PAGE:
Today marks the one month anniversary of the devastating earthquake in Haiti. It has been one of the worst natural disasters of our time. The week that it happened I felt stunned and absolutely paralyzed. I was glued to the news coverage, to the twitter feeds, watching the conversations happening and wondering with a great heaviness in my heart how many people were going to be affected when it was all said and done.
Richard Stearns, President of World Vision, made a statement when he went down to Haiti to help in the relief efforts that he feared that Haiti would fade from our minds by Super Bowl Sunday and that compassion fatigue would set in. Well Super Bowl Sunday has come and gone. I pray that we, as a nation and as a world, continue to remember and to help rebuild that country and reach in to people’s lives. Please continue to give. World Vision is an excellent and trustworthy organization. They were there in force before the earthquake happened and have been able to mobilize incredibly quickly and get help to a lot of people.
But in addition to giving, please continue to pray. Check out this idea from WV on praying for a different topic each day of the week (click through to read full article):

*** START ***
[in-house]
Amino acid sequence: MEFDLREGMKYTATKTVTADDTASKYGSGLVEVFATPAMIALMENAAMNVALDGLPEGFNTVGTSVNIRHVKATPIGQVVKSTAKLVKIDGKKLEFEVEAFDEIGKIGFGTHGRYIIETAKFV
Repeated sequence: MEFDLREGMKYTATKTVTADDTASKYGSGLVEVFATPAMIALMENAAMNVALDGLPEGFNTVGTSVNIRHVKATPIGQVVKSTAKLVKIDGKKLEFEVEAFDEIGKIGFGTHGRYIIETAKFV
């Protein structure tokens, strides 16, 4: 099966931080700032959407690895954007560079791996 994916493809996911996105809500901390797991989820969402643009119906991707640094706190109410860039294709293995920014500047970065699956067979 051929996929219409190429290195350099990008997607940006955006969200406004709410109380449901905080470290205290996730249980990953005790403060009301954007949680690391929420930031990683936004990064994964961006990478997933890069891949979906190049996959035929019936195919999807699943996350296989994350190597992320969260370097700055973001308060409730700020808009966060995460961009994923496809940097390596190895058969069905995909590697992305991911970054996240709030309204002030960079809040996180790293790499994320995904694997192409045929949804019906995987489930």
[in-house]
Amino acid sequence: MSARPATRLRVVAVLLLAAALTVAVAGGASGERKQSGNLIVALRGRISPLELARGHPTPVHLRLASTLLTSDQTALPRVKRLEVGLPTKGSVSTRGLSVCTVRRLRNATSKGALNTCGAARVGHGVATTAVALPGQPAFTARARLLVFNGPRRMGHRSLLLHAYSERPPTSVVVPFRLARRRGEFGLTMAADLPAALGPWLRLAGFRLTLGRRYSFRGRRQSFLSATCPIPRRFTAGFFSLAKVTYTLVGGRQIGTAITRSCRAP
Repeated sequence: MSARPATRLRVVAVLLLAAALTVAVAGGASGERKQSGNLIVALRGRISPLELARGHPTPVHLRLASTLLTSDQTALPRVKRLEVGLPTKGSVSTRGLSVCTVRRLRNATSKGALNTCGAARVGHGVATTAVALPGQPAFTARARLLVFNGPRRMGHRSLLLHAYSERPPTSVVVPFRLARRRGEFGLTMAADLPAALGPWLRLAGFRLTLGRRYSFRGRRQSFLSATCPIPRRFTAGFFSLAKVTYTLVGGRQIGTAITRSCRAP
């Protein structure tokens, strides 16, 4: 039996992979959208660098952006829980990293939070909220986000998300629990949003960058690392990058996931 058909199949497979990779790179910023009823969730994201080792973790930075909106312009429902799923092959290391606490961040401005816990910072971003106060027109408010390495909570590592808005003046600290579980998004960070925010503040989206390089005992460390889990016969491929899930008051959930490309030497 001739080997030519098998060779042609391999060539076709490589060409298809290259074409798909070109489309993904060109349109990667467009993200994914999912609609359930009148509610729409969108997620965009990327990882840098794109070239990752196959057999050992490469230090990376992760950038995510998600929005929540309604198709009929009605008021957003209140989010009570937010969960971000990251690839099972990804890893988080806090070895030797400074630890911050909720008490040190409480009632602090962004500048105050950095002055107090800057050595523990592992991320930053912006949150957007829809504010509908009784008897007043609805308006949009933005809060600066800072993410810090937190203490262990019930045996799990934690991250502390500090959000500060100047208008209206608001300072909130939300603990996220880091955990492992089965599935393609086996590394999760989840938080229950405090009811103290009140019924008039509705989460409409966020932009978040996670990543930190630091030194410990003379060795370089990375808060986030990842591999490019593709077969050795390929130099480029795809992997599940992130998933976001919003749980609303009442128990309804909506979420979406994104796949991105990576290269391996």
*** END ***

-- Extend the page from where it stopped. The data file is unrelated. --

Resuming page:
- Mondays: for food and water
- Tuesdays: for injury recovery and health
- Wednesdays: for those left homeless
- Thursdays: for the families’ livelihoods
- Fridays: for children’s voices to be heard in recovery
- Saturdays: for comfort and healing
- Sundays: for safety and protection
Cason & I, along with our friends in our small groups, have been looking in to mission trip possibilities for this summer. I feel a burden on my heart to get to Haiti and to help. We are looking down a couple paths and are ultimately praying for God to lead us wherever He would have us helping, whether that’s in Haiti or not. We’ll see…
In closing, I have rejoiced every time I’ve heard a good story coming out of Haiti – stories of miracle survivals and of people singing in the darkness hymns to God. Below is one of the best pictures of hope and rejoicing that I’ve seen come out of it all. It is seven-year-old Kiki, rescued with his sister after eight days: